Michael Piraino, CEO, National CASA Association
Here we are, more than halfway through National Child Abuse Prevention Month, and the news isn’t exactly full of information on the topic. Yet every day in this country, 1,900 children become victims of abuse or neglect, and four of them will die. Every day. In fact, the United States has the highest rate of deaths by child abuse of any industrialized nation.
How do we get the word out about these staggering statistics? And more important, what are we going to do to stop child abuse and neglect in its tracks? Systems are set up to intervene after abuse is reported, but how do we prevent the abuse in the first place? The answer is that with everyone’s help, we can do something.
We need to start by treating child abuse and neglect like the preventable public health menace that it is. We can demand that politicians support programs aimed at reducing domestic violence and poverty. We can tell them we want funding for counseling, childcare and parenting training for struggling families. We can reach out to caregivers we know who are overwhelmed. We can advocate for child victims through organizations such as National CASA, or become foster or adoptive parents ourselves. And we can report suspected abuse and neglect with a confidential call to 866-363-4276.
The costs of allowing child abuse and neglect to continue in America are simply too high. In fact, one study indicates that the price tag on maltreatment over just one child’s lifetime in health care, social services and productivity losses is huge — $210,012 for non-fatal cases and $1,272,900 for fatal situations. Those numbers are comparable to the cost of raising a child to adulthood in a middle-class family.
The human cost is just as severe, including poorer physical and mental health — an impact that can last throughout the child’s life.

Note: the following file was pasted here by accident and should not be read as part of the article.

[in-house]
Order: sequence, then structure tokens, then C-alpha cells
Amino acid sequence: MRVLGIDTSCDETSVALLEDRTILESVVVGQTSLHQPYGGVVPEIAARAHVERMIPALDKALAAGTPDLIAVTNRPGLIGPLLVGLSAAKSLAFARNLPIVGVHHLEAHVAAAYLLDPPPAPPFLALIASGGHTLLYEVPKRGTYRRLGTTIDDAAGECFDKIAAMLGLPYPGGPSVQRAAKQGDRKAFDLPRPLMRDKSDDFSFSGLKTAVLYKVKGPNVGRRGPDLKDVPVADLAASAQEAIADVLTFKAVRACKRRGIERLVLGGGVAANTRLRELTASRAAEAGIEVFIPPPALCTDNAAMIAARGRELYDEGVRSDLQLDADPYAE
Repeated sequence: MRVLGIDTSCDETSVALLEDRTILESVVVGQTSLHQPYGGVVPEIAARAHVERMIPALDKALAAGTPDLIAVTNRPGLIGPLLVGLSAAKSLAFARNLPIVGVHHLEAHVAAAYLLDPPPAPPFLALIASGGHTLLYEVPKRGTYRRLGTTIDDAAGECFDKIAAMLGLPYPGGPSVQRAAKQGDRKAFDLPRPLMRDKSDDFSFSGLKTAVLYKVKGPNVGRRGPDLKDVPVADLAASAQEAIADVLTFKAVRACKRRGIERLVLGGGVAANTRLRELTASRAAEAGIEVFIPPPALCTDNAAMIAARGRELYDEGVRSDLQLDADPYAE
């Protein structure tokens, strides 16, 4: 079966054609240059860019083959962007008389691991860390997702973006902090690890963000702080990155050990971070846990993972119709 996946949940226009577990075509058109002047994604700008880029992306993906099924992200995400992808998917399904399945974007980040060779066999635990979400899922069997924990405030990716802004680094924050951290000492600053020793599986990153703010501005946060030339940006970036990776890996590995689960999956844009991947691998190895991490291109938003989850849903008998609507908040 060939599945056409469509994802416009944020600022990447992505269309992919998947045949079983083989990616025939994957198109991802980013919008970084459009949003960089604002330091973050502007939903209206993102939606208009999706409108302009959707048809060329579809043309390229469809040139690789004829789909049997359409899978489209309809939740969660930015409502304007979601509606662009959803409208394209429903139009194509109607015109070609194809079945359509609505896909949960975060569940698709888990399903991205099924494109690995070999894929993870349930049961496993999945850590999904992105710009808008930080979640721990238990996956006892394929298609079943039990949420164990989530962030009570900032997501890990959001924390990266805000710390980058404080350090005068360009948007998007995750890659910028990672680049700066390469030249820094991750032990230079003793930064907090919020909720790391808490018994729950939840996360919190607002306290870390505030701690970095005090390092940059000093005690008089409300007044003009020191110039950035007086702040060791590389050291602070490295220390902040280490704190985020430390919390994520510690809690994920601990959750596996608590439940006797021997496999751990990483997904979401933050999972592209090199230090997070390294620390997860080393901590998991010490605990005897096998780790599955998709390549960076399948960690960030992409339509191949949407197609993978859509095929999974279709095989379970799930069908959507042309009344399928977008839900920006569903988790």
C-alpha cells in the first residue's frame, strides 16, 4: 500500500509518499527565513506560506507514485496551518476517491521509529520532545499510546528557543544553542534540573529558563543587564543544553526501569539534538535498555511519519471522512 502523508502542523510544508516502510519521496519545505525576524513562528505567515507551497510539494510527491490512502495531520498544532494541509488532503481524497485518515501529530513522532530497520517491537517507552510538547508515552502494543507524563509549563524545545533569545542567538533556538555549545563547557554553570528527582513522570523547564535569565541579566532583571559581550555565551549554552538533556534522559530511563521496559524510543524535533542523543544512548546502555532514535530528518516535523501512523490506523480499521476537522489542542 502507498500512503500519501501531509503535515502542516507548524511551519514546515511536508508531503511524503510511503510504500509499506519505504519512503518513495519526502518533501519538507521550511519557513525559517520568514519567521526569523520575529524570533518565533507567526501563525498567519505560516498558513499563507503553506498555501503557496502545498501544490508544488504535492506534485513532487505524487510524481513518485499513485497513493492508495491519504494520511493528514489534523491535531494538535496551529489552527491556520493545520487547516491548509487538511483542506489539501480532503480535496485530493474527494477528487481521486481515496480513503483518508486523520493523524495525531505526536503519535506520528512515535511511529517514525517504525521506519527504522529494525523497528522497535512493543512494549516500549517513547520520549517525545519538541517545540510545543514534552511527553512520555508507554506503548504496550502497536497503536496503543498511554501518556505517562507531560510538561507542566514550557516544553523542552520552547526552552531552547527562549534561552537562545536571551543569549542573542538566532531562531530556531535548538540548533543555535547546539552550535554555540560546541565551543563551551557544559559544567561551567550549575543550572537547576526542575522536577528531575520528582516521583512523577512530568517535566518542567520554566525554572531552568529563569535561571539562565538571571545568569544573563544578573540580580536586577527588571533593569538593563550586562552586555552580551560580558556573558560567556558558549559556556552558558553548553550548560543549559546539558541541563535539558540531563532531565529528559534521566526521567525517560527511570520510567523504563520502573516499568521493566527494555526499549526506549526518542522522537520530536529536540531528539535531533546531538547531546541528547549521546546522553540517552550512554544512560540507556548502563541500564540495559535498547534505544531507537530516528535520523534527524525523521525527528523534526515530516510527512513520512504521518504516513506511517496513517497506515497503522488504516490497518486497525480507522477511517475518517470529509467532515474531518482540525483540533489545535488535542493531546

We should do all we can to prevent child abuse and support its victims. Every child, regardless of traumatic experiences, has the potential to grow up to be a happy, productive and responsible adult. Our CASA programs see statistics translated to success stories every day. Just last week, I was in the audience when Suamhirs Rivera, a young man who credits a CASA volunteer with turning his life around received an Immigrant Youth Achievement Award for his foster care advocacy work.
With your help, we can create more success stories like this one. The good you can do for a child in your community will last a lifetime — yours and the child’s.
Thank you to guest blogger Suamhirs Rivera for sharing his story with us.
- Suamhirs (in blue) at 2012 National CASA Annual Conference
April is National Child Abuse Prevention Month in the United States. But I was born in Honduras, and no one was there to prevent what I endured at the hands of my father.
He was a doctor with a good job. He also was often drunk and abusive. By the time I was 9, he had left 57 scars on my body. He came home drunk one night and began beating my mother. I jumped in to defend her, and he attacked me too.
After that he was gone. But as the oldest in the family, I had to work. By age 16, I had come to America to support my family. I went to live with my godmother, but she began selling me to whoever paid the most. It would be six months until the police rescued me.
I went into foster care at 16 and was promised that my life would be better in every way. But it wasn’t. In two years, I lived in 17 different foster and group homes. And I was put on more than a dozen medications because they were afraid I would abuse other children. Everything became just another trauma.
Finally I met someone who would show me the America I wanted to see: my CASA volunteer, Marcos. He introduced me to a world that was full of joy, free of pain, free of failure. He refined my English and helped me with my education. He also helped me get my green card before I turned 18, so I wouldn’t be deported. Marcos wasn’t just a mentor — he reformed my life and turned it around 180 degrees.
Unfortunately, funding is being cut for programs like CASA. I know that I would not be here today without CASA’s help. I work full time, and I’m a part-time student at UC San Diego, with a double major in political science and international studies.
I also teach people how to talk with abused kids in foster care. People need to understand childhood trauma so they can avoid stigmatizing, discriminating against and labeling abused kids. And maybe these kids will learn — like I did — that human beings have the ability to stand up, clean themselves off and become productive members of society. All we need is people who care, who understand and who can help.